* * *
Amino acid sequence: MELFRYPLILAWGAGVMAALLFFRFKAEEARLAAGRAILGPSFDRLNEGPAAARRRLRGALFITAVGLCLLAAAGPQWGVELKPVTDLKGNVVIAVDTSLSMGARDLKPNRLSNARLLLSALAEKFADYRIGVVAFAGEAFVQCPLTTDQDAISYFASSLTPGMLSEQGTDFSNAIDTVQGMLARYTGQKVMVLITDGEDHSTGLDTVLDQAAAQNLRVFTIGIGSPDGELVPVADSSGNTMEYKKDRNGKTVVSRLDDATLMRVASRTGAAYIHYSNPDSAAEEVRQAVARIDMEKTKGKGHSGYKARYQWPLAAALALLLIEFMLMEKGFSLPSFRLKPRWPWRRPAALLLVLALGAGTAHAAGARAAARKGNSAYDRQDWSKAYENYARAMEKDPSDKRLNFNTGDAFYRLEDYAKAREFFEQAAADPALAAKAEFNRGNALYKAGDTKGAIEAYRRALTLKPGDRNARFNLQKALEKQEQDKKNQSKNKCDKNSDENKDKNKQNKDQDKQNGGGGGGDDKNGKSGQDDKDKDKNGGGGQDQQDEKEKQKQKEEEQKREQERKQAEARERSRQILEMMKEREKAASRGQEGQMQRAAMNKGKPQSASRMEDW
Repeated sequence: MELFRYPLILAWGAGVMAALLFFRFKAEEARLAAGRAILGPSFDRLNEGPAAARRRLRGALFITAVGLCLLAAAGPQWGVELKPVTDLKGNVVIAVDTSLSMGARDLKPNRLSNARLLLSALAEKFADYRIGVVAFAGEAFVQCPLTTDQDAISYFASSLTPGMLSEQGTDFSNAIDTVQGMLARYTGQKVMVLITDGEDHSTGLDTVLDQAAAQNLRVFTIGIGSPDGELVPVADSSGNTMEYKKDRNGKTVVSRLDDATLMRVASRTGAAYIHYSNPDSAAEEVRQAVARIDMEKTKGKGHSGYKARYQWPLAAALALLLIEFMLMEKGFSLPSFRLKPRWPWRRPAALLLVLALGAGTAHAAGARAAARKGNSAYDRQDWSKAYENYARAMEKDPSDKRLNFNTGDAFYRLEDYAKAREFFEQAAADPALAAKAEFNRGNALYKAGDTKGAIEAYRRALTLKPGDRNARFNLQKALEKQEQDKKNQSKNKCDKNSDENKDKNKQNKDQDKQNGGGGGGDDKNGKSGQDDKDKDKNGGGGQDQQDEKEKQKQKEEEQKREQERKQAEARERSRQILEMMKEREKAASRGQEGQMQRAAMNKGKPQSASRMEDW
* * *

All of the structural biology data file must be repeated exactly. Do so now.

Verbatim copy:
Amino acid sequence: MELFRYPLILAWGAGVMAALLFFRFKAEEARLAAGRAILGPSFDRLNEGPAAARRRLRGALFITAVGLCLLAAAGPQWGVELKPVTDLKGNVVIAVDTSLSMGARDLKPNRLSNARLLLSALAEKFADYRIGVVAFAGEAFVQCPLTTDQDAISYFASSLTPGMLSEQGTDFSNAIDTVQGMLARYTGQKVMVLITDGEDHSTGLDTVLDQAAAQNLRVFTIGIGSPDGELVPVADSSGNTMEYKKDRNGKTVVSRLDDATLMRVASRTGAAYIHYSNPDSAAEEVRQAVARIDMEKTKGKGHSGYKARYQWPLAAALALLLIEFMLMEKGFSLPSFRLKPRWPWRRPAALLLVLALGAGTAHAAGARAAARKGNSAYDRQDWSKAYENYARAMEKDPSDKRLNFNTGDAFYRLEDYAKAREFFEQAAADPALAAKAEFNRGNALYKAGDTKGAIEAYRRALTLKPGDRNARFNLQKALEKQEQDKKNQSKNKCDKNSDENKDKNKQNKDQDKQNGGGGGGDDKNGKSGQDDKDKDKNGGGGQDQQDEKEKQKQKEEEQKREQERKQAEARERSRQILEMMKEREKAASRGQEGQMQRAAMNKGKPQSASRMEDW
Repeated sequence: MELFRYPLILAWGAGVMAALLFFRFKAEEARLAAGRAILGPSFDRLNEGPAAARRRLRGALFITAVGLCLLAAAGPQWGVELKPVTDLKGNVVIAVDTSLSMGARDLKPNRLSNARLLLSALAEKFADYRIGVVAFAGEAFVQCPLTTDQDAISYFASSLTPGMLSEQGTDFSNAIDTVQGMLARYTGQKVMVLITDGEDHSTGLDTVLDQAAAQNLRVFTIGIGSPDGELVPVADSSGNTMEYKKDRNGKTVVSRLDDATLMRVASRTGAAYIHYSNPDSAAEEVRQAVARIDMEKTKGKGHSGYKARYQWPLAAALALLLIEFMLMEKGFSLPSFRLKPRWPWRRPAALLLVLALGAGTAHAAGARAAARKGNSAYDRQDWSKAYENYARAMEKDPSDKRLNFNTGDAFYRLEDYAKAREFFEQAAADPALAAKAEFNRGNALYKAGDTKGAIEAYRRALTLKPGDRNARFNLQKALEKQEQDKKNQSKNKCDKNSDENKDKNKQNKDQDKQNGGGGGGDDKNGKSGQDDKDKDKNGGGGQDQQDEKEKQKQKEEEQKREQERKQAEARERSRQILEMMKEREKAASRGQEGQMQRAAMNKGKPQSASRMEDW